Happy days are here for Mrs. Kwok Yi, proprietor of Molly’s Burgers in Hollywood.
She has shaken down the Community Redevelopment Agency and Hal Katersky, the self-styled mogul for “first-class, technologically advanced
Back in June with the City Council set to approved the CRA’s dirty deal with Katersky for an
The upshot of her play was to stall the Council approval for five months while the CRA came up with $650,000 and Katersky.$450,000 to get her to go away. The CRA Board is set to sign off on the settlement (CRA-VineSt.rtf) at its 10 a.m.Thursday, 1200 West 7th St. and well as approving seven supergraphic signs on the massive mixed-use project proposed for Hollywood near the Pantages Theater..
That will set the stage for the Council to rubber stamp the sale of the property to Katersky’s and Dana Arnold’s firm Pacifica Ventures and its partner Workers Realty Trust — a forgiving lender that was thwarted from foreclosing on Katersky’s bankrupt Albuquerque Studios, one of his several efforts to profit from runaway production killing jobs in LA.
Pacifica, long troubled by lawsuits and bankruptcy issues, wants to build an “8-story LEED Gold, Class A office building containing approximately 108,324 square feet of gross leasable area, including 2,012 square feet of ground floor retail space, and a 194-space 5-level subterranean parking garage” at 1601 N. Vine St.
The property is being sold to Katersky’s partnership for $825,000 by the CRA — $4,625,000 less than the agency paid for it just four years ago.
The seller then was none other than Katersky, meaning that $4,625,000 is nothing but a gift of public money, tax dollars that the CRA diverts from the general fund to enrich developers, trash our neighborhoods and exhaust our resources.
What adds to the stench of this deal is Katersky bought the property from Ullman Investments in September 2006 and flipped it to the CRA just one month later for the same price he paid, $5,450,000.
There may have been good reason why the CRA chose to buy the property from Katersky rather than Ullman.
Back in October 2000, then City Controller Rick Tuttle followed up on an LA Times article with an audit raising questions about the sale by Ullman Investments of a Hollywood property on Argyle Street to the CRA for nearly $1.5 million for a parking lot for Capitol Records.
The audit found CRA staff gave the City Council the “erroneous impression” that multiple appraisals had been conducted confirming the purchase price when in fact the only appraisal valued it at $795,000.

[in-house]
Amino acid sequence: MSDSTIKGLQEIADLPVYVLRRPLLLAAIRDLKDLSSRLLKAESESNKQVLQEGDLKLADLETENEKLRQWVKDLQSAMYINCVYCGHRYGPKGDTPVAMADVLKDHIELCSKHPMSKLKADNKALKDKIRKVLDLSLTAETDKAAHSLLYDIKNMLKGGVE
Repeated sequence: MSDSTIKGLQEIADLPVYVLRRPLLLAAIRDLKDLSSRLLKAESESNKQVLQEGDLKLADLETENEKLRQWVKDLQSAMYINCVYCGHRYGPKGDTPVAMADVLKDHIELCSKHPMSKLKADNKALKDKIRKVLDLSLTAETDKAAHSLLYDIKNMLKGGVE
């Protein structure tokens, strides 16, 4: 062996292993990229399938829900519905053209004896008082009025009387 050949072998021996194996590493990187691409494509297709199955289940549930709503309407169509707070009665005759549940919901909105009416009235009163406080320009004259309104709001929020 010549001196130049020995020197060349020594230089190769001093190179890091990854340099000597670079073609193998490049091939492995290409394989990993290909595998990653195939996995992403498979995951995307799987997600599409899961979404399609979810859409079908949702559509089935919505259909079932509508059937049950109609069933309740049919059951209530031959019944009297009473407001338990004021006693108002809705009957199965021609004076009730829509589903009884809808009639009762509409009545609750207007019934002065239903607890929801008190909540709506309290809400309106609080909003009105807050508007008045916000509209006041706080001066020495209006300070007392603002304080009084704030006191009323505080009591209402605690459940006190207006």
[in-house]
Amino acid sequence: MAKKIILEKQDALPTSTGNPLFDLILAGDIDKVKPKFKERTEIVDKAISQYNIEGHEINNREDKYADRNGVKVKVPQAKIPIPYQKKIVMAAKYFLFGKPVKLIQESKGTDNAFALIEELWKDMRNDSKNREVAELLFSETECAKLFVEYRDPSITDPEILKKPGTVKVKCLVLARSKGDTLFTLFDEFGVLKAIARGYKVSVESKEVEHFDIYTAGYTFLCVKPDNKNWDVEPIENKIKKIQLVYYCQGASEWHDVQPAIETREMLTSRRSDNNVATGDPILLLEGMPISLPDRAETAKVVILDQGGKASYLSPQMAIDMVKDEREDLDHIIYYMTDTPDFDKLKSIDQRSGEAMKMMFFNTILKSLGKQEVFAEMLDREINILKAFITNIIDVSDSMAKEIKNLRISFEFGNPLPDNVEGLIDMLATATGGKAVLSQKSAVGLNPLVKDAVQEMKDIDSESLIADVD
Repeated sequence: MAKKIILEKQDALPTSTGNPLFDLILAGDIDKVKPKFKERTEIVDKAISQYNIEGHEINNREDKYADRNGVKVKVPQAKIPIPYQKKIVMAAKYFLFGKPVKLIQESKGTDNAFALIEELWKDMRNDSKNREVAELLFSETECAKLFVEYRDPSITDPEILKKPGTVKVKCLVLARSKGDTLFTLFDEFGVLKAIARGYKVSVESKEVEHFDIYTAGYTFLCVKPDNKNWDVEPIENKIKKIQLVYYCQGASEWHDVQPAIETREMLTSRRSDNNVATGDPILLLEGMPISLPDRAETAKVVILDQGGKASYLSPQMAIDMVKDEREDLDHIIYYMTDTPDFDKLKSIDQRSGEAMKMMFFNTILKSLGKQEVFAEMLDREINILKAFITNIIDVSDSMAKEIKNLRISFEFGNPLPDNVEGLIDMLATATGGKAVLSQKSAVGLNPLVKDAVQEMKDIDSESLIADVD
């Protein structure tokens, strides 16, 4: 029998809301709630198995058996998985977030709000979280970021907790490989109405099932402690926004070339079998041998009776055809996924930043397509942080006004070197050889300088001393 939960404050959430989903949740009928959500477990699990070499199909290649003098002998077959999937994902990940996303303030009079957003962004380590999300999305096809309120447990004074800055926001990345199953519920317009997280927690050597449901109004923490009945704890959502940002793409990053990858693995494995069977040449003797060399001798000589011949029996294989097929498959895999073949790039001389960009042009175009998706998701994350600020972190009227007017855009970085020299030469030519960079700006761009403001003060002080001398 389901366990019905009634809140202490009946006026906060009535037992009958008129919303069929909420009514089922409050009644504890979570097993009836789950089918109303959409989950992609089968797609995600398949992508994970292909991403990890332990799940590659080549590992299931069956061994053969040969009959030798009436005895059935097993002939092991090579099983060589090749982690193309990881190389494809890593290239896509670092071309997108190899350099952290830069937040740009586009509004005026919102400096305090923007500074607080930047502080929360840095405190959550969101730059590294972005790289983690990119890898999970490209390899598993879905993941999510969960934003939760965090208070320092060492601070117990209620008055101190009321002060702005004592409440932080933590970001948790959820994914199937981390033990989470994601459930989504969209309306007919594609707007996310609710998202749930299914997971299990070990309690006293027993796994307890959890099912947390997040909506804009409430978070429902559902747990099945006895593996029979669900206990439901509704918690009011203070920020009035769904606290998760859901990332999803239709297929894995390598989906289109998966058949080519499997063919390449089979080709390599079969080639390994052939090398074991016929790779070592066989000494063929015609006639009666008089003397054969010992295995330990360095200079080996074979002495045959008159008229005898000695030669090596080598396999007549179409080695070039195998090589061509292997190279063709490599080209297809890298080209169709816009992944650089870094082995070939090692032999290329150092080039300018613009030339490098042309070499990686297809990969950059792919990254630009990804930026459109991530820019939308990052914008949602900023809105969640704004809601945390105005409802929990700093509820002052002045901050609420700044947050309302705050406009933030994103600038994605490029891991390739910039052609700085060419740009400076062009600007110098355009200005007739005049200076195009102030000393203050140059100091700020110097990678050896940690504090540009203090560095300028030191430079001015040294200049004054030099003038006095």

The same suspicion exists about the CRA inflating the purchase price for 1601 N. Vine four years ago.
The cost to the public doesn’t end there.. The CRA estimates the city’s property tax revenue when
In its usual manner, the CRA doesn’t explore any of the negative impacts of this project but claims it will have numerous benefits such as 483 “permanent jobs created.”
Where do the jobs come from?
The CRA doesn’t say, but defines the justification for using public money to subsidize this project is to provide office space for
“Hollywood is at a major disadvantage when large
“Consequently, many of these firms locate in Santa
So is there really a shortage of office space for
Clearly, there are numerous questions about this deal that have been raised in the press and online.
You can read what Jack Humphreville has written on City Watch LA here and here and here, my original post here and a provocative article by Richard Lee Abrams suggesting the need for charter reform so the City Attorney can investigate “fraud, embezzlement, bribery, or other felonies
by the mayor and council members.”
He suggested a dozen possible areas worthy of investigation including this: “Why does the CRA pretend in public that Hal Katersky and Dana Arnold
were the owners of 1601 N. Vine, when CRA told its consultant KMA that
it bought the property from Steve Ullman?”
He’s referring to a Jan. 8, 2008 email exchange obtained by community activists in Hollywood between Desiree Estrada of the consulting firm Keyser Marston Associates and Franco Pacelli of the CRA.
Estrada asked: “Okay, so that I’m clear.The CRA purchased the site from Pacific Ventures?”
Apart from misleading its consultant, the CRA knew full well that it was dealing with Ullman Investments on this deal.
That’s why so many who have tracked what has happened believe the Council must put off approval until there is a full and complete investigation of every aspect of the CRA’s involvement in this giveaway of public money at 1601 N. Vine St.